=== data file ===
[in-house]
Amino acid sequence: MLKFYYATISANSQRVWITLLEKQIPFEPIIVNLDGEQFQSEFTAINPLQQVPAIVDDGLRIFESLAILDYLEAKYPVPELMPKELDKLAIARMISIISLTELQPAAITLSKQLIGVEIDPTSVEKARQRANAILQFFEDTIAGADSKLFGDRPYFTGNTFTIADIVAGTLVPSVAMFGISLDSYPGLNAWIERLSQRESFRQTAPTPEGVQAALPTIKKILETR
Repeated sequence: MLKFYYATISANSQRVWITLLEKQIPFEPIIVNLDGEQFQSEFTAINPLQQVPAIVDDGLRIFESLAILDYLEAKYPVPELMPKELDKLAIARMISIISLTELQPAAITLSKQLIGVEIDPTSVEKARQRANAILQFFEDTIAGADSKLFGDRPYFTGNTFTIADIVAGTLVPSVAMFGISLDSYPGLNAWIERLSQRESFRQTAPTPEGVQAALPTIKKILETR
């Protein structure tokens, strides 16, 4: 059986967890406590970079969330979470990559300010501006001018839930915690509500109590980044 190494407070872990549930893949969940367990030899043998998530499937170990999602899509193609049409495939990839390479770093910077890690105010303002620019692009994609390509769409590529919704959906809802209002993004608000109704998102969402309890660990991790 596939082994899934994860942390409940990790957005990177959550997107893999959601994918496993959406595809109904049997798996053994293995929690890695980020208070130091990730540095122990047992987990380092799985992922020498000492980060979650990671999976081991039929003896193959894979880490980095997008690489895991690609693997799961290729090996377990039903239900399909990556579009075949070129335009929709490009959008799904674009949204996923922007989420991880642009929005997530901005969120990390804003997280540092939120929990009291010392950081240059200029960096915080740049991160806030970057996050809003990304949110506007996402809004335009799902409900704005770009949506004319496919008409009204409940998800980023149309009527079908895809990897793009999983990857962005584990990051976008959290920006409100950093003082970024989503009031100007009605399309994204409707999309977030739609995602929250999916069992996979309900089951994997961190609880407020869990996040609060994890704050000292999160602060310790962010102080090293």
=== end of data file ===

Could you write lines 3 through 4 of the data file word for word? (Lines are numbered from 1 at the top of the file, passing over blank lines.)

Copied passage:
Repeated sequence: MLKFYYATISANSQRVWITLLEKQIPFEPIIVNLDGEQFQSEFTAINPLQQVPAIVDDGLRIFESLAILDYLEAKYPVPELMPKELDKLAIARMISIISLTELQPAAITLSKQLIGVEIDPTSVEKARQRANAILQFFEDTIAGADSKLFGDRPYFTGNTFTIADIVAGTLVPSVAMFGISLDSYPGLNAWIERLSQRESFRQTAPTPEGVQAALPTIKKILETR
């Protein structure tokens, strides 16, 4: 059986967890406590970079969330979470990559300010501006001018839930915690509500109590980044 190494407070872990549930893949969940367990030899043998998530499937170990999602899509193609049409495939990839390479770093910077890690105010303002620019692009994609390509769409590529919704959906809802209002993004608000109704998102969402309890660990991790 596939082994899934994860942390409940990790957005990177959550997107893999959601994918496993959406595809109904049997798996053994293995929690890695980020208070130091990730540095122990047992987990380092799985992922020498000492980060979650990671999976081991039929003896193959894979880490980095997008690489895991690609693997799961290729090996377990039903239900399909990556579009075949070129335009929709490009959008799904674009949204996923922007989420991880642009929005997530901005969120990390804003997280540092939120929990009291010392950081240059200029960096915080740049991160806030970057996050809003990304949110506007996402809004335009799902409900704005770009949506004319496919008409009204409940998800980023149309009527079908895809990897793009999983990857962005584990990051976008959290920006409100950093003082970024989503009031100007009605399309994204409707999309977030739609995602929250999916069992996979309900089951994997961190609880407020869990996040609060994890704050000292999160602060310790962010102080090293």